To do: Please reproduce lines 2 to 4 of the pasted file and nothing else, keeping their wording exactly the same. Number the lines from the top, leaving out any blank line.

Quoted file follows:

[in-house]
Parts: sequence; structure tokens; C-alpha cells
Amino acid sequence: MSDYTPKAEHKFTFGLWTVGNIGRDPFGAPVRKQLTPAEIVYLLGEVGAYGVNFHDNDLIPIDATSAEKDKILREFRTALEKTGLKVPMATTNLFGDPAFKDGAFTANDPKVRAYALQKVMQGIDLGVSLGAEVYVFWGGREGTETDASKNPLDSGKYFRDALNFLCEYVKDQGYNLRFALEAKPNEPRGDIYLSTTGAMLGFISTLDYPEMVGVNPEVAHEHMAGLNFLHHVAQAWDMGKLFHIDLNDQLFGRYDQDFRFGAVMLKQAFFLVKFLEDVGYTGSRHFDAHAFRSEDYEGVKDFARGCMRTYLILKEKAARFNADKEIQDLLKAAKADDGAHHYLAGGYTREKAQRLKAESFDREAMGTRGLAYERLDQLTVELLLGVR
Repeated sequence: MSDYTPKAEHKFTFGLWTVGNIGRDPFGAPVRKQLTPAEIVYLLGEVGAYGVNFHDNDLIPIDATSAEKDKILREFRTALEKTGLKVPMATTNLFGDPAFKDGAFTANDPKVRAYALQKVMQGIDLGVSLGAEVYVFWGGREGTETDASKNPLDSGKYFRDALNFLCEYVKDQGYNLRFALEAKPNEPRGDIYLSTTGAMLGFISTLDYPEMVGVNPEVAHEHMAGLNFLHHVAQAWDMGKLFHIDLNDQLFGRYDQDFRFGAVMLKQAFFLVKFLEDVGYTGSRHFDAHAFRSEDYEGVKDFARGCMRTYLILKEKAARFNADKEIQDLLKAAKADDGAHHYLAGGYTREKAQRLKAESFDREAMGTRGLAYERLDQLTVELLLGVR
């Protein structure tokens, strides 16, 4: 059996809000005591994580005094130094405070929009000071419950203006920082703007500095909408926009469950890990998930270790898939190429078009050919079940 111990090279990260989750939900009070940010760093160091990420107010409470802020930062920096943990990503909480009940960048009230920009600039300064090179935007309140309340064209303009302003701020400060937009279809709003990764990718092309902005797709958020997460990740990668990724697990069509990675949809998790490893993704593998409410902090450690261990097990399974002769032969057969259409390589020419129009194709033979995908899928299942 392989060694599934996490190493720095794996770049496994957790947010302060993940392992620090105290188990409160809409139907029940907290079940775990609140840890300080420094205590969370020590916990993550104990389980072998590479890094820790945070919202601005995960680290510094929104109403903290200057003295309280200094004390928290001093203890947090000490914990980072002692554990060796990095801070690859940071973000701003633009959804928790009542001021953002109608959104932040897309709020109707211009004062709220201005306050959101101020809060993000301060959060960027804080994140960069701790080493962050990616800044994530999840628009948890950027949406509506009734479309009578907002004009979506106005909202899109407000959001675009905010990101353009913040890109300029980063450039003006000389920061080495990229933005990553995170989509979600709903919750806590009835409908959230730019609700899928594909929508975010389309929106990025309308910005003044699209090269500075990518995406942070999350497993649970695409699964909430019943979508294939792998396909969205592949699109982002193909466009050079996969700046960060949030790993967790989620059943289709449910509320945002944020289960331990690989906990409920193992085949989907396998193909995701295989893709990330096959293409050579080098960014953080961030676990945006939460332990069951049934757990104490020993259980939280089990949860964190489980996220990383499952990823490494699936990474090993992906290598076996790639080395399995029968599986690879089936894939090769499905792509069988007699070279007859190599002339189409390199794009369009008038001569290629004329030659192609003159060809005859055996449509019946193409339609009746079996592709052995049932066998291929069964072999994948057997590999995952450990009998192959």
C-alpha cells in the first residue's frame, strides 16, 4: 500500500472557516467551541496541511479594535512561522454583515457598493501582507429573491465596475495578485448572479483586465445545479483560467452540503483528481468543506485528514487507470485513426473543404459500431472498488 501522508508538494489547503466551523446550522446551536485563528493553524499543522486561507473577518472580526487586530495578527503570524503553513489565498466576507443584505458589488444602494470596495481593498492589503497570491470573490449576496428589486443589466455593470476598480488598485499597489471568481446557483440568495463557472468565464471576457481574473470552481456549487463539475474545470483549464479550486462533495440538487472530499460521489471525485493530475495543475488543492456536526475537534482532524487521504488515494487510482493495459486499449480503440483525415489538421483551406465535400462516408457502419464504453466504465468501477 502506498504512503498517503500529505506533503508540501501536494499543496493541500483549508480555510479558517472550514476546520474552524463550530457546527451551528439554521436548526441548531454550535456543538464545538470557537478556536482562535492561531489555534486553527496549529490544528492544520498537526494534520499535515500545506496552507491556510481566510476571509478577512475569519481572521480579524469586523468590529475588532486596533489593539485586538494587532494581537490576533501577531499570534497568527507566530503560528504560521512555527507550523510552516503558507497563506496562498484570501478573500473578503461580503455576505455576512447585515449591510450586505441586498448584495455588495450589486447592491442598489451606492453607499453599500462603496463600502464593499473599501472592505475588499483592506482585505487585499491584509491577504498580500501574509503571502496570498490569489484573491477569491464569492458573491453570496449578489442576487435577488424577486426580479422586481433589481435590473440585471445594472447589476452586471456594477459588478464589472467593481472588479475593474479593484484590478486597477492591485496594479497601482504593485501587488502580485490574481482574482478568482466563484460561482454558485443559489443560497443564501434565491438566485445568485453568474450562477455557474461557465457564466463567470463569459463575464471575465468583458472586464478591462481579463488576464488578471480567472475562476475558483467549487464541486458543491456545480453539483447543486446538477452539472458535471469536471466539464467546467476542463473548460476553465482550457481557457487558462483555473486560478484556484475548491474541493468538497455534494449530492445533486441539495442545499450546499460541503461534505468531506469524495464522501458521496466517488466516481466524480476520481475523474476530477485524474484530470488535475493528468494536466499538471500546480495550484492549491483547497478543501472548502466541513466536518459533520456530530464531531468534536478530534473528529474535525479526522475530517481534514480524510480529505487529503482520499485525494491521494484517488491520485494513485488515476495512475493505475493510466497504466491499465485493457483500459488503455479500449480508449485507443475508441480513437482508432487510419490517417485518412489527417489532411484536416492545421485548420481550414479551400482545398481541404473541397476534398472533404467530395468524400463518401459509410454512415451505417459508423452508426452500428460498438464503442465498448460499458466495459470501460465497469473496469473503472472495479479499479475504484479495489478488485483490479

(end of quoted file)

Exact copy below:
Parts: sequence; structure tokens; C-alpha cells
Amino acid sequence: MSDYTPKAEHKFTFGLWTVGNIGRDPFGAPVRKQLTPAEIVYLLGEVGAYGVNFHDNDLIPIDATSAEKDKILREFRTALEKTGLKVPMATTNLFGDPAFKDGAFTANDPKVRAYALQKVMQGIDLGVSLGAEVYVFWGGREGTETDASKNPLDSGKYFRDALNFLCEYVKDQGYNLRFALEAKPNEPRGDIYLSTTGAMLGFISTLDYPEMVGVNPEVAHEHMAGLNFLHHVAQAWDMGKLFHIDLNDQLFGRYDQDFRFGAVMLKQAFFLVKFLEDVGYTGSRHFDAHAFRSEDYEGVKDFARGCMRTYLILKEKAARFNADKEIQDLLKAAKADDGAHHYLAGGYTREKAQRLKAESFDREAMGTRGLAYERLDQLTVELLLGVR
Repeated sequence: MSDYTPKAEHKFTFGLWTVGNIGRDPFGAPVRKQLTPAEIVYLLGEVGAYGVNFHDNDLIPIDATSAEKDKILREFRTALEKTGLKVPMATTNLFGDPAFKDGAFTANDPKVRAYALQKVMQGIDLGVSLGAEVYVFWGGREGTETDASKNPLDSGKYFRDALNFLCEYVKDQGYNLRFALEAKPNEPRGDIYLSTTGAMLGFISTLDYPEMVGVNPEVAHEHMAGLNFLHHVAQAWDMGKLFHIDLNDQLFGRYDQDFRFGAVMLKQAFFLVKFLEDVGYTGSRHFDAHAFRSEDYEGVKDFARGCMRTYLILKEKAARFNADKEIQDLLKAAKADDGAHHYLAGGYTREKAQRLKAESFDREAMGTRGLAYERLDQLTVELLLGVR